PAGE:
Reykjavik – The world’s most northerly capital

October 7, 2019

Reykjavik is not just perfect base for exploring beautiful nature of Iceland. It is destination on its own. Beautiful Icelandic Capital is mix of modern and traditional architecture, green spaces, ocean views and amazing museums. But lets start from the beginning. From the International Airport of Keflavik you have 45 kilometers to the city of Reykjavik. The best option for getting to the center of the Capital is by FlyBus Airport transfers. It is the safest and most comfortable way of coming to Reykjavik from the Airport. Reykjavik Excursions has operated the Flybus, the main bus service between Iceland’s capital Reykjavík and Keflavík International Airport (KEF), since 1979. With regularly scheduled bus services coordinated with each departing and arriving flight, Reykjavik Excursions are committed to providing the best possible connections for visitors to Iceland.

Reykjavík is home to an impressive collection of interesting attractions and places of historic significance with much to intrigue the curiosity of visitors to the city. Hallgrímskirkja church is Reykjavík’s main landmark and its tower can be seen from almost everywhere in the city. It was designed by the late Guðjón Samúelsson in 1937, who was often inspired in his endeavours by the fascinating shapes and forms created when lava cools into basalt rock. Construction of the church began in 1945 and ended in 1986, with the tower completed long before the rest of the building. The crypt beneath the choir was consecrated in 1948, the steeple and wings completed in 1974 and the nave consecrated in 1986.

A striking addition to the Icelandic and European cultural scene is Harpa, the Reykjavík Concert Hall and Conference Centre and recipient of the prestigious Mies Van der Rohe award for architecture. Harpa is one of Reykjavik‘s greatest and distinguished landmarks. It is a cultural and social centre in the heart of the city and features stunning views of the surrounding mountains and the North Atlantic Ocean. Harpa is an enchanting destination for intrigued travellers and its grand-scale award-winning architecture has attracted 4 million guests since its opening, May 4, 2011. Numerous concerts have been held in Harpa from the opening of the building. Diversity is at the forefront and all musical genres can find home in Harpa. Numerous music festivals have been held in the building including Iceland Airwaves, Sónar Reykjavik, Reykjavik Midsummer Music, Dark Music Days, Reykjavik Arts Festival, Reykjavik Jazz Festival, Sónar Reykjavík, Tectonics and Harpa International Music Academy. Harpa is the home of the Iceland Symphony Orchestra, Icelandic Opera and the Reykjavik Big Band that hold numerous concerts annually which are very well attended.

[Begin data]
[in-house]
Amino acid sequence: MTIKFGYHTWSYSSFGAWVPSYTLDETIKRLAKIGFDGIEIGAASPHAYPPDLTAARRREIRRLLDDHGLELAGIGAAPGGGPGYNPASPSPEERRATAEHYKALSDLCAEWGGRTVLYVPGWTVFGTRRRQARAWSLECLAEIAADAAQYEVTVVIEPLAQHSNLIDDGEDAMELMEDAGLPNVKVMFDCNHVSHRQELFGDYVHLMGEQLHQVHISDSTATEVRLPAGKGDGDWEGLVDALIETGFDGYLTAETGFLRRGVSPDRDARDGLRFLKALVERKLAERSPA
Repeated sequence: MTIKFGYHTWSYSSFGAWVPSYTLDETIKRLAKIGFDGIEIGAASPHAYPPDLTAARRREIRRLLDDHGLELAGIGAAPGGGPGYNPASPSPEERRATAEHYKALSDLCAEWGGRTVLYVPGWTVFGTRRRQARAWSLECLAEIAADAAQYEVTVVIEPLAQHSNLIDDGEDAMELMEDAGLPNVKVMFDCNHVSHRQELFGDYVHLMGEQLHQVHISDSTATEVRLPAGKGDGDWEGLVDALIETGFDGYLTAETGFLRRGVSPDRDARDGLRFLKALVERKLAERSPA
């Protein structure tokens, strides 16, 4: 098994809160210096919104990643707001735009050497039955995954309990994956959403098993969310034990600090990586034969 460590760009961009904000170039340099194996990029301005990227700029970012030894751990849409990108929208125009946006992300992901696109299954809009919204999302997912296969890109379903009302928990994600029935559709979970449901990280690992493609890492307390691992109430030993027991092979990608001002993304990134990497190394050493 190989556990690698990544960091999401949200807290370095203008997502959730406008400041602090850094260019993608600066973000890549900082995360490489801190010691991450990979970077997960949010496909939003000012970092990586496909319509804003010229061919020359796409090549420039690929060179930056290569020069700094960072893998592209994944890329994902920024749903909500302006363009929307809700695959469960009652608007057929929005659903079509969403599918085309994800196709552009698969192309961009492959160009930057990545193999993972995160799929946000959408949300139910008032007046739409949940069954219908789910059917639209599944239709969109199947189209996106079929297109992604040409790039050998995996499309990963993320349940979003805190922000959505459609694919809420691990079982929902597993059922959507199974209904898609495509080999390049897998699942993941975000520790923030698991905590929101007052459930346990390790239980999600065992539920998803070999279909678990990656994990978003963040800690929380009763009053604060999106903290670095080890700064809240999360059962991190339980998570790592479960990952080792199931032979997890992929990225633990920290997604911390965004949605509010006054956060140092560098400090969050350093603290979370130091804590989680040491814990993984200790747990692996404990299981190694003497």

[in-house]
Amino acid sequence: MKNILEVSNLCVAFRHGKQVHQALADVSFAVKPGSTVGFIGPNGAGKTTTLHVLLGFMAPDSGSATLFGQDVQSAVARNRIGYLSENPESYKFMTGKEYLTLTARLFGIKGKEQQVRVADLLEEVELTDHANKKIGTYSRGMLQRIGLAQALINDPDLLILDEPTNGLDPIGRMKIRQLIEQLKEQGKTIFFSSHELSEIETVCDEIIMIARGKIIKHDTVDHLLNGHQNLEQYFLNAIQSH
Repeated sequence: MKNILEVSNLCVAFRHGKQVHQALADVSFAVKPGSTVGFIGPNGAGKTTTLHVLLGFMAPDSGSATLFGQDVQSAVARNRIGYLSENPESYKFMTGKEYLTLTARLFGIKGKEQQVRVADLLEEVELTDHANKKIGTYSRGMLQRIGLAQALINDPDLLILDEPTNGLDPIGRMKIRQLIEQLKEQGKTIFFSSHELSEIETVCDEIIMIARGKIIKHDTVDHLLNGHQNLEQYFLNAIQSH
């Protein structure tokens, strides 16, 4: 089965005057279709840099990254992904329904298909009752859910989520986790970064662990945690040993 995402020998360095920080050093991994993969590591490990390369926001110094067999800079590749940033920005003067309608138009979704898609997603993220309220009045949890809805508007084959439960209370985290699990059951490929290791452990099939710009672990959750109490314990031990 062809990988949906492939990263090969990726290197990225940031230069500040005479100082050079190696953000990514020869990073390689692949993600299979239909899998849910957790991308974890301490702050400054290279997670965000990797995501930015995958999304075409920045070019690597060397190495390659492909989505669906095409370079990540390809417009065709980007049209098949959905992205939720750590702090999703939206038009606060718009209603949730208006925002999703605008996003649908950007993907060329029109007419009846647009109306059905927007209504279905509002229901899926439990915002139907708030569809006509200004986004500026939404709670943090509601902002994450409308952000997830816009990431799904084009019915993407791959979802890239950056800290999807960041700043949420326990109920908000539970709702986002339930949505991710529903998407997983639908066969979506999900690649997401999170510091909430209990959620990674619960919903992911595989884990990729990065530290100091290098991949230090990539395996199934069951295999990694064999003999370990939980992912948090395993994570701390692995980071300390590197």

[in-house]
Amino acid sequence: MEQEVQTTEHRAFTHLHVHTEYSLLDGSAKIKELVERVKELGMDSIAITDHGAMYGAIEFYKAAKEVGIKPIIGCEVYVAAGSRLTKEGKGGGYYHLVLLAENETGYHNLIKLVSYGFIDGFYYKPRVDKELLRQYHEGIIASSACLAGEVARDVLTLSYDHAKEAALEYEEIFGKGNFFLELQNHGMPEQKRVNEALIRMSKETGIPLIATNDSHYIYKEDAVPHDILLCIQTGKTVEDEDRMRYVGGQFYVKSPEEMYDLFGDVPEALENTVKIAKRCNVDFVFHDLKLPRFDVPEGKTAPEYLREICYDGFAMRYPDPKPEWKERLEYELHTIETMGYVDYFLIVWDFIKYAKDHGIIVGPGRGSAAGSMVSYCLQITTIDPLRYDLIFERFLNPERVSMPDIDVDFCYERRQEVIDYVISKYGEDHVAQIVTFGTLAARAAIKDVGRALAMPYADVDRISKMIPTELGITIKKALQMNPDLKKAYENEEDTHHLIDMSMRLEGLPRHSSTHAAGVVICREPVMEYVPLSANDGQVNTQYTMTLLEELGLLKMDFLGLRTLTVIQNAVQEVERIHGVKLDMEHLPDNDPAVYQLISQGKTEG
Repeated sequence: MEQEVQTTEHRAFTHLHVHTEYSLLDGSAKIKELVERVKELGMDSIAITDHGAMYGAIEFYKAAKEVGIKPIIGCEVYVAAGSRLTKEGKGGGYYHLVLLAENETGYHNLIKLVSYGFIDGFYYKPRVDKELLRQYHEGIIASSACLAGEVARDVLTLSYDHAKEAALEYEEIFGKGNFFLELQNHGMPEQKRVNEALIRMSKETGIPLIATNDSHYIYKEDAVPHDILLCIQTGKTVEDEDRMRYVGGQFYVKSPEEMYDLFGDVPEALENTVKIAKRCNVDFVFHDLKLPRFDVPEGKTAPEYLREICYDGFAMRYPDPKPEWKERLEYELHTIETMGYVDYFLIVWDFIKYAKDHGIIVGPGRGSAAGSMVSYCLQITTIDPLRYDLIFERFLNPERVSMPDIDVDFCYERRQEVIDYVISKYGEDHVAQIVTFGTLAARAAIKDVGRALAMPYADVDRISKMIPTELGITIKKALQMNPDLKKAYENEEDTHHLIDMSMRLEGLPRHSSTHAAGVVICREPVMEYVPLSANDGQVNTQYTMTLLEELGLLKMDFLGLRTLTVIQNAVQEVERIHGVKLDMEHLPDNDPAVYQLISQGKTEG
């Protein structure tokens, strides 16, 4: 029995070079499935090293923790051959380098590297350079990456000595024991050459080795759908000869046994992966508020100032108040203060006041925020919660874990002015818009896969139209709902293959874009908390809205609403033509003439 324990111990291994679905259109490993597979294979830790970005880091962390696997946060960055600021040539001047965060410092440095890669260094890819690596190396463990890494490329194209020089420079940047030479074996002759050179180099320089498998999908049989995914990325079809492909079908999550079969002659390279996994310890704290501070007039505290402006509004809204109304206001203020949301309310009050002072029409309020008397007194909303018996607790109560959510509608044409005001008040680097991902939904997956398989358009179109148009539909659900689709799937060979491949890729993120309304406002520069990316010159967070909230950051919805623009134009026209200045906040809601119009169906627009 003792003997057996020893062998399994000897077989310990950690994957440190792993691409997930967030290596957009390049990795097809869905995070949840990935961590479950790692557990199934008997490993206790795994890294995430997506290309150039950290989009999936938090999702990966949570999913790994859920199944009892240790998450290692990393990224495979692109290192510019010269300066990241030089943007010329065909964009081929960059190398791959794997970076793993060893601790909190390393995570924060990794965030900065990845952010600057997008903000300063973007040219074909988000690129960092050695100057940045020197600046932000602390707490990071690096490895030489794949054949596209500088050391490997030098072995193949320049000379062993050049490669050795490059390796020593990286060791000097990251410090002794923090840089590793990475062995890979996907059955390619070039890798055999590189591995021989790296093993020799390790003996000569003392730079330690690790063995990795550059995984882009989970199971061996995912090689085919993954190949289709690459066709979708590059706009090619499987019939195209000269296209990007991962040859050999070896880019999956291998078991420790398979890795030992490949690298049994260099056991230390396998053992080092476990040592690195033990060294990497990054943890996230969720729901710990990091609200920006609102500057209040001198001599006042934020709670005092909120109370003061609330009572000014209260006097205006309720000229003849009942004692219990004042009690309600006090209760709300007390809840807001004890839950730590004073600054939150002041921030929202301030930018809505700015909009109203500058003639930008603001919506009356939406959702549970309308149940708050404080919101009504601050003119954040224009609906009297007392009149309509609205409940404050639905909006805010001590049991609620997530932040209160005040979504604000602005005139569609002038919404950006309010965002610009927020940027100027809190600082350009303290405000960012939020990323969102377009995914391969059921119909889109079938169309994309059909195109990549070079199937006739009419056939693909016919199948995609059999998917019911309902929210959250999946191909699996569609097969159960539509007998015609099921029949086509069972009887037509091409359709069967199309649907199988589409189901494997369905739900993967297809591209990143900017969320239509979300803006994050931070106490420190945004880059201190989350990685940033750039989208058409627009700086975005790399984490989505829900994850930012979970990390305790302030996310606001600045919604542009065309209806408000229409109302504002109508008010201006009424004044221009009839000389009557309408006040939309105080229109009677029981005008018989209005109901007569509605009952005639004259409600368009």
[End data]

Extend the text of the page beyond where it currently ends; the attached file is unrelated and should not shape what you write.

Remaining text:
Reykjavík is surrounded by the Atlantic Ocean with water-front paths stretching around the entire peninsula. There are many beautiful places to stop and admire the scenery on these coastal paths, which are very popular with joggers and cyclists, however there is one well-photographed spot which has the added charm of being home to the striking Sun Voyager – a massive steel sculpture by Jón Gunnar Arnason which may resemble a Viking ship, but  in fact, a dream boat and ode to the sun. The epic view of Mount Esja, especially when it’s framed by the fiery edges of dawn and dusk, make this a favourite romantic destination for travellers and those with an appreciation of natural beauty.

How I am deciding where I am staying on my traveling? For me, two most important things are location and the views from the Hotel. And Radisson Blu Saga Hotel is best in Reykjavik in both of those terms. Located in the heart of Reykjavík’s popular west-town district, the Radisson Blu Saga Hotel is also within the Reykjavík‘s educational district and has easy access to a large free parking area. Built by the Icelandic farmers with a unique taste for modern architecture, the newly renovated hotel has 235 rooms with views of Reykjavík’s surrounding mountains and glaciers along and 7 fully equipped meeting rooms with natural light for conferences and personal events. The services include an on-site gym, a bank, a beauty parlor, and a hair salon. 

The restaurant with the best panoramic view of the city is located inside the Radisson Blu Saga Hotel. Often referred to as ‘an office with a view’ Grillið Restaurant is on the 8th floor of the Radisson BLU Saga Hotel in Vesturbaer in Reykjavik. Since the opening in 1962 they have been spoiled with panoramic views over the city, mountains and ocean of the most northern capital of the world.

The historical background and presence of Grillið restaurant in the city has resulted of being well-known among the locals. Vesturbaer is located in the west of Reykjavik, a quiet residential area and home to the University of Iceland and the National Museum, and offers a high quality of life and living. The Radisson BLU Saga hotel is launching a brand new food & drinks concept based on its origin in Baendahöllin, the Farmers Palace in Reykjavik.

Grillið restaurant emphasize on relationship with the farmers in the country by keeping Icelandic products at the forefront of their menus. The origin of all products they use is recognized and they believe that this results in greater quality for both local and foreign guests. Grillið is lead by head chef Sigurður Laufdal who represented Iceland in the famous Bocuse d‘Or competition and winner of Food and Fun in Finland.